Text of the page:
Today, I went through one of my old Aperture libraries and fixed some of the corrupted image entries. This post addresses the specific case of referenced files in Aperture spontaneously pointing themselves at other images on the disk. In my case, I opened up an old library from 2 years ago, and 61 images spontaneously pointed themselves at images I took just a couple months ago. I didn't have time to manipulate the SQLite database directly, so I had to re-import the corrupted images manually.
The goal was to re-import all of the corrupted images and copy metadata and adjustments settings from the old corrupted images to the new (duplicate) images. Here's how I did it:
1. Create an Aperture album containing all of the corrupted entries. Corrupted entries can be identified visually or by other means.
2. Move all of the corrupted files to a new folder (physical location, in Finder).
3. Re-import the corrupted files folder into Aperture by reference.
4. Add the newly-imported images to the corrupted entry album.
5. View in list form and sort by filename. Now, you should see corrupted images and their replacements. Each corrupted image will be followed by its replacement image (or vice versa).
6. Select each corrupted image, hit SHIFT-COMMAND-C to Lift Metadata & Adjustments, select the newly-imported image, and hit SHIFT-COMMAND-V to Paste. This can be done really quickly with the keyboard.
7. Sort by import session, select all corrupted images, and hit COMMAND-DELETE to delete them from the library.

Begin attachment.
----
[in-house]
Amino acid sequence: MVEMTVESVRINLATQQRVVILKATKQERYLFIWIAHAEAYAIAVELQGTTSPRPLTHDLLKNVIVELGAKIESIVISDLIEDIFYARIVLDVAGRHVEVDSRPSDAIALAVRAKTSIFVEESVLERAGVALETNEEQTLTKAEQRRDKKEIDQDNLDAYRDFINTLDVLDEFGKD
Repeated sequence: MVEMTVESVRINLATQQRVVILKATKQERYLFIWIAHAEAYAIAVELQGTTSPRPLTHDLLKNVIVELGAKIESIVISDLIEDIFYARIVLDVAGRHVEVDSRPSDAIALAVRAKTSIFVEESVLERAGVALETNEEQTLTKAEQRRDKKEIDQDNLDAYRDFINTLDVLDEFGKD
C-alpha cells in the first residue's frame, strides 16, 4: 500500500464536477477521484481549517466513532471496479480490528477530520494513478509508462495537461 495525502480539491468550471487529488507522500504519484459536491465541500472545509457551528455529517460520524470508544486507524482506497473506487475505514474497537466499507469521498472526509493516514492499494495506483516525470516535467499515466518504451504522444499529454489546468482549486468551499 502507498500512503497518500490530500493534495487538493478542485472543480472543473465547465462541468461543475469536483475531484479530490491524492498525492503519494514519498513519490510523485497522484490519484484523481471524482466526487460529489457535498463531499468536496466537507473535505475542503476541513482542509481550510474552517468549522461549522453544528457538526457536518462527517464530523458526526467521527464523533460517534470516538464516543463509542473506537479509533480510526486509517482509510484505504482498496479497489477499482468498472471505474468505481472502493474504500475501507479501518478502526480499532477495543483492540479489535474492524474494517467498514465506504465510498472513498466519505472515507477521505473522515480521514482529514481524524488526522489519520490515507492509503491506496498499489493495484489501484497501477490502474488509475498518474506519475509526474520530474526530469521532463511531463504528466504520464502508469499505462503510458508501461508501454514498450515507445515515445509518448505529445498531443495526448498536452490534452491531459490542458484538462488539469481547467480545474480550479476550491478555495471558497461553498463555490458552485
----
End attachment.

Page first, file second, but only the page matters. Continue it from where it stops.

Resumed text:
Note that step 2, above, can be extremely time consuming. I used a shortcut to do this:
1. Export all of the corrupted entries to a folder (I used 640-pixel images). The export settings are not important -- we just need the filenames.
2. Use Terminal to get a list of the files in the folder. I used "ls -b > filenames.txt".
4. Edit filenames.txt and manipulate the text to create the Terminal command, "mv file1.cr2 file2.cr2 ... fileN.cr2 foldername". I did this by doing a RegExp replacement of ".jpgn" to ".cr2 " because the exported filenames were all jpgs, and my originals were Canon RAW files (cr2). If I were better at shell commands, I'm sure I could have used pipes and magic to do this in one line.
5. Run the move files Terminal command you created while in your RAW files directory, and it should move all of the replacement images to the new folder.
The shortcut assumes that all of your RAW images for the project are in the same folder. Mine weren't, so I had to select of my RAW images in Aperture and use *File->Relocate Masters* to move them all to the same folder.
I desperately need to migrate all of these projects to Lightroom, but some of them are meticulously keyworded hierarchically. Since Aperture can't export keywords while preserving hierarchy, I am screwed.